A million apartments to boost Sisi's popularity
New recordings leaked from the office of General Abbas Kamel, manager of Egyptian President Abdel Fattah al-Sisi's office, focus on a one million-unit housing project worth nearly $40 billion.
The tapes, aired by the Turkey-based Egyptian satellite channel Mekameleen on Monday, also tackled Emirati aid [Ar] to Egypt since the military coup in July 2013.
|The new leak focuses on massive investments the UAE is supposed to make in sectors that are a burden to any Egyptian regime.|
Activists have linked UAE aid to Egypt to a 2012 leaked video of Muslim Brotherhood member Essam al-Erian, when he was head of Egypt's foreign relations committee.
In the video, Erian asks Egyptian politician Amr Moussa, the former Arab League chief, to mediate with the UAE over the wealth of ousted President Hosni Mubarak, which Erian says was smuggled to the National Bank of Abu Dhabi.
The latest leak does not mention direct aid from the UAE [Ar], but focuses instead on massive investments Abu Dhabi is supposed to be making in sectors that are a burden to the Egyptian regime.
In the new recordings, Kamel informs Sisi, then defence minister and armed forces chief, that the UAE's building project would be spun to make the army - and Sisi in particular - look good.
"Hassan Ismaik [the CEO of UAE-based construction company Arabtec] wants to announce the several-million housing unit project before you run for president," General Kamel is heard telling Sisi.
"So it appears as if the contract was signed with the armed forces, who in turn would look like they were solving the housing crisis."
Arabtec's project has faced many obstacles since it was announced in March 2014. Its frequent delays have led to many Egyptians doubting its completion.
On 4 March 2015, Arabtec shares dropped to their lowest level in five weeks. This followed reports it was halting construction in Egypt, and after talks between its CEO and Egyptian officials to resume work.
According to the Turkish Anadolu news agency, Arabtec shares dropped 1.36 percent by 7am, reaching 2.91 dirhams, the lowest level since January.
In the recording, Sisi is heard demanding that Ismaik travel to Cairo to announce the project [Ar]. However, it turns out Egypt had not even decided where the project was supposed to be built.
Lack of planning
|The UAE decided to start the project in 2014 so it would benefit from the political and financial support it gave Egypt after the 3 July 2013 coup.|
In the leak, Sisi tells Kamel he had spoken to General Mohmed Amin, head of the army's department of financial affairs, and asked him where the housing units would be built.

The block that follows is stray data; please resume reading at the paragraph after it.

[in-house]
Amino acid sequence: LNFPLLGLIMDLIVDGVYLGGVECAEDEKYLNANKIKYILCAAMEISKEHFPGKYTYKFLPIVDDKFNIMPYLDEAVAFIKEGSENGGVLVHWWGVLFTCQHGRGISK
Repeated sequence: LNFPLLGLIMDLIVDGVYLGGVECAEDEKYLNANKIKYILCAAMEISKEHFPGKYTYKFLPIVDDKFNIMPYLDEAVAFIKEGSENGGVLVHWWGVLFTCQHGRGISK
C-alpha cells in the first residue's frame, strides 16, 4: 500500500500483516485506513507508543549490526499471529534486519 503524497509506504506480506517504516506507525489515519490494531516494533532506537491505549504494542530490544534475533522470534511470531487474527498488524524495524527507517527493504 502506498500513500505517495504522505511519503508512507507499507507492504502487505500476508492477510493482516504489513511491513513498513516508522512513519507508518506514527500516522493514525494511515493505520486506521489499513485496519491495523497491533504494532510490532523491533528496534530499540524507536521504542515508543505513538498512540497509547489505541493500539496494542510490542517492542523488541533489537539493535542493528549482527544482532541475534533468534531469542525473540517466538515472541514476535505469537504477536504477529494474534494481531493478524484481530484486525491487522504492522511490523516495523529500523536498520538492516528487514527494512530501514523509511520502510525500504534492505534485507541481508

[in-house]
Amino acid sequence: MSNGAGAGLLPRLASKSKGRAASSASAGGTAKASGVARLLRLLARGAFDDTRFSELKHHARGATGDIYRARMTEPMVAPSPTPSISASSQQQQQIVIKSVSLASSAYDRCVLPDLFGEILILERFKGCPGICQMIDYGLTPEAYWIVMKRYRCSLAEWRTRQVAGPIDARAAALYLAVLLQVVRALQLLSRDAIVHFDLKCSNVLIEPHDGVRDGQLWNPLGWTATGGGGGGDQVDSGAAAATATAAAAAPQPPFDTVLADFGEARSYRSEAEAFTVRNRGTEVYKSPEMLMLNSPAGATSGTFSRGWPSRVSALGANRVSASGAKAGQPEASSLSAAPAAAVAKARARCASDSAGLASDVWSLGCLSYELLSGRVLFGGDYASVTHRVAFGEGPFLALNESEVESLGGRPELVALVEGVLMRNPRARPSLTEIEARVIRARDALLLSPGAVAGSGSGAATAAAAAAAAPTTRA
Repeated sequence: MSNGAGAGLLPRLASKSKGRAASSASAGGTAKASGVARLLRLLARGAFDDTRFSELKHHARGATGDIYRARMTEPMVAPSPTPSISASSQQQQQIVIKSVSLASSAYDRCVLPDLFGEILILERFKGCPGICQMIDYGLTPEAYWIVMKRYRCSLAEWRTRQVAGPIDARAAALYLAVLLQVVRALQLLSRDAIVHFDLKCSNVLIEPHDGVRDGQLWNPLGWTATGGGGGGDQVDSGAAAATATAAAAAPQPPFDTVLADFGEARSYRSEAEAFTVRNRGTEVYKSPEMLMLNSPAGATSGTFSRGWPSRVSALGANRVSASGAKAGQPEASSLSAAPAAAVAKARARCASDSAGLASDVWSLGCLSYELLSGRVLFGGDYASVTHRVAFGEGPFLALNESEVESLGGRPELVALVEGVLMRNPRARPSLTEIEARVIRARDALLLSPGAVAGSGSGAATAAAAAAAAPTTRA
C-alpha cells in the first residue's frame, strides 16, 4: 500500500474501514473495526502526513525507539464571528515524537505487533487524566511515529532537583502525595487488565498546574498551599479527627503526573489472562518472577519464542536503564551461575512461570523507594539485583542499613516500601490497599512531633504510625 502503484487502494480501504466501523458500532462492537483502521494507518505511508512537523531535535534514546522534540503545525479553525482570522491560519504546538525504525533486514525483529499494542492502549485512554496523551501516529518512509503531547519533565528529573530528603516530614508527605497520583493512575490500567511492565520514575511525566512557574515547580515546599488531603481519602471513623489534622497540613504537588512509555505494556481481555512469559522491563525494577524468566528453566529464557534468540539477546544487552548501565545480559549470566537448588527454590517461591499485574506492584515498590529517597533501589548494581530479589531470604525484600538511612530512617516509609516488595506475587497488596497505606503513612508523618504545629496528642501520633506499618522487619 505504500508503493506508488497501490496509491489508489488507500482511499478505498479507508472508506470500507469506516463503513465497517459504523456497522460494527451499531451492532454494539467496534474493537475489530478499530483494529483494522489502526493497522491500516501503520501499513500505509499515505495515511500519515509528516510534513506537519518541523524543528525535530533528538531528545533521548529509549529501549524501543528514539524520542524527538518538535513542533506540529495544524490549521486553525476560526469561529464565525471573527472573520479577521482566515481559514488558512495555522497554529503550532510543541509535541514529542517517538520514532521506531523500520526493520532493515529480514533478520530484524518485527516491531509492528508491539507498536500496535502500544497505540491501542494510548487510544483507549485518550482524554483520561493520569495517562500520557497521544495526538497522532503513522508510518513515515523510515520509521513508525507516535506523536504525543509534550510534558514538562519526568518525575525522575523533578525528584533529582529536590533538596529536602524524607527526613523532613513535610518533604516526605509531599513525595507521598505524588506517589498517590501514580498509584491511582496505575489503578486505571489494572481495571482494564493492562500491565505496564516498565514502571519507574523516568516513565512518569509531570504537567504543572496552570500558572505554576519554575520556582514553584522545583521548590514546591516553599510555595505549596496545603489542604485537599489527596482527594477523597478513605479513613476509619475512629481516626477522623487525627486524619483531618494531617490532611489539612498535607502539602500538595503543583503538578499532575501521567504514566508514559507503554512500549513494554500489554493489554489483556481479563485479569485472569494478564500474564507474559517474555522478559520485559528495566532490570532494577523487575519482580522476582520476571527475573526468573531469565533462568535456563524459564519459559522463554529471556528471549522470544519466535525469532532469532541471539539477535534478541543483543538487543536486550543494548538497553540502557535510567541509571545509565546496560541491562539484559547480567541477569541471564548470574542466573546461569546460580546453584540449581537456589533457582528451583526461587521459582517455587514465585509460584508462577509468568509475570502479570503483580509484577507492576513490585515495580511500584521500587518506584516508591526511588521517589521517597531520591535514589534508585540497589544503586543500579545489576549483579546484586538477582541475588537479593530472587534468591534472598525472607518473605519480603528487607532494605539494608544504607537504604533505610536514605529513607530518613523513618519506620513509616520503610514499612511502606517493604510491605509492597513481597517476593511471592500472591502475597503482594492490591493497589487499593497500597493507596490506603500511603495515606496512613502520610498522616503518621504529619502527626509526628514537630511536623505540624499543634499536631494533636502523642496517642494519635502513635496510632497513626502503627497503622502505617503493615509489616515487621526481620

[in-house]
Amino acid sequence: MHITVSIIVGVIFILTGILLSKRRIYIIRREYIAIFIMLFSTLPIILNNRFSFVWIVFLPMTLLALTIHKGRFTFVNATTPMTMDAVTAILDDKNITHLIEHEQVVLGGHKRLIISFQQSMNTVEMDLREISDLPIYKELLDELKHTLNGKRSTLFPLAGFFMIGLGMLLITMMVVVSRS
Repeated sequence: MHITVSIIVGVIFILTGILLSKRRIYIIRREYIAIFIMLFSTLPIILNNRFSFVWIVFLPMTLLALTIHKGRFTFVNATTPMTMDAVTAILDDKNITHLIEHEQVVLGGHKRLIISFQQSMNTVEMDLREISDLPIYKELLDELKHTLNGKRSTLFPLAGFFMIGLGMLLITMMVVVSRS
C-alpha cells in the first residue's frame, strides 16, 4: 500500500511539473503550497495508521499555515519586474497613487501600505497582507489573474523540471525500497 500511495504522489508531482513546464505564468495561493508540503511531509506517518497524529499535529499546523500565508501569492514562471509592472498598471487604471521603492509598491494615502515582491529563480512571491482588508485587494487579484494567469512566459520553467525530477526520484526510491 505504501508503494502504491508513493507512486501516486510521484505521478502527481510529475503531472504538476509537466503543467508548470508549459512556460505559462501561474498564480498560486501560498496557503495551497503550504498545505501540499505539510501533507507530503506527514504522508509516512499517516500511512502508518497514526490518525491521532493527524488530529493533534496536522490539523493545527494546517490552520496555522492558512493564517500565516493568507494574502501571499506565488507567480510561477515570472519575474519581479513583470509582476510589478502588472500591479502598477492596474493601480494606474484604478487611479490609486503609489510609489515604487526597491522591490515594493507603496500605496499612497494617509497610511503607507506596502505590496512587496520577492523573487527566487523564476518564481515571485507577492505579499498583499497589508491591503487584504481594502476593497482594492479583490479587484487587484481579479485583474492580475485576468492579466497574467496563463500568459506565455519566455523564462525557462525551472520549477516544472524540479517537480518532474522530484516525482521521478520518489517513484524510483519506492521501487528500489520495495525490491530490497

Amin reportedly suggested several sites, including east Cairo, near Madinati residential city, Badr city on the Cairo-Suez road, and Burj al-Arab in Alexandria.
Sources said that the UAE had been planning the project in Egypt since Mubarak's era to help manage the country's housing shortage [Ar].
The UAE decided to start the project in 2014 so it would benefit from a positive atmosphere due to the political and financial support it gave Egypt after the 3 July 2013 coup.
However, because Egyptian officials had failed to properly plan for the project, and because of financial losses suffered by Arabtec in the second half of 2014, doubts have been raised about Abu Dhabi's ability to complete the project.
Campaigns against the company intensified after it failed to start the project on schedule last September.
Sultan al-Jaber, minister of state for the Emirates - who was mentioned in the leaks as the coordinator of UAE investment in Egypt - said in January Arabtec and the Egyptian armed forces would begin executing phase one of the project in February.
However, phase one - the construction of 120,000 housing units - has yet to be initiated.
Analysts say Arabtec is not qualified to execute the project.
Recent data shows the value of the company's unfinished projects has doubled, reaching nearly $7.1 billion in two years. The company's cash balance also dropped to $299 million last June, compared with $735 million in the third quarter of 2013. The Egyptian project, however, needs investment of more than $40 billion, say analysts.
This article is sourced from edited translations published by our Arabic edition.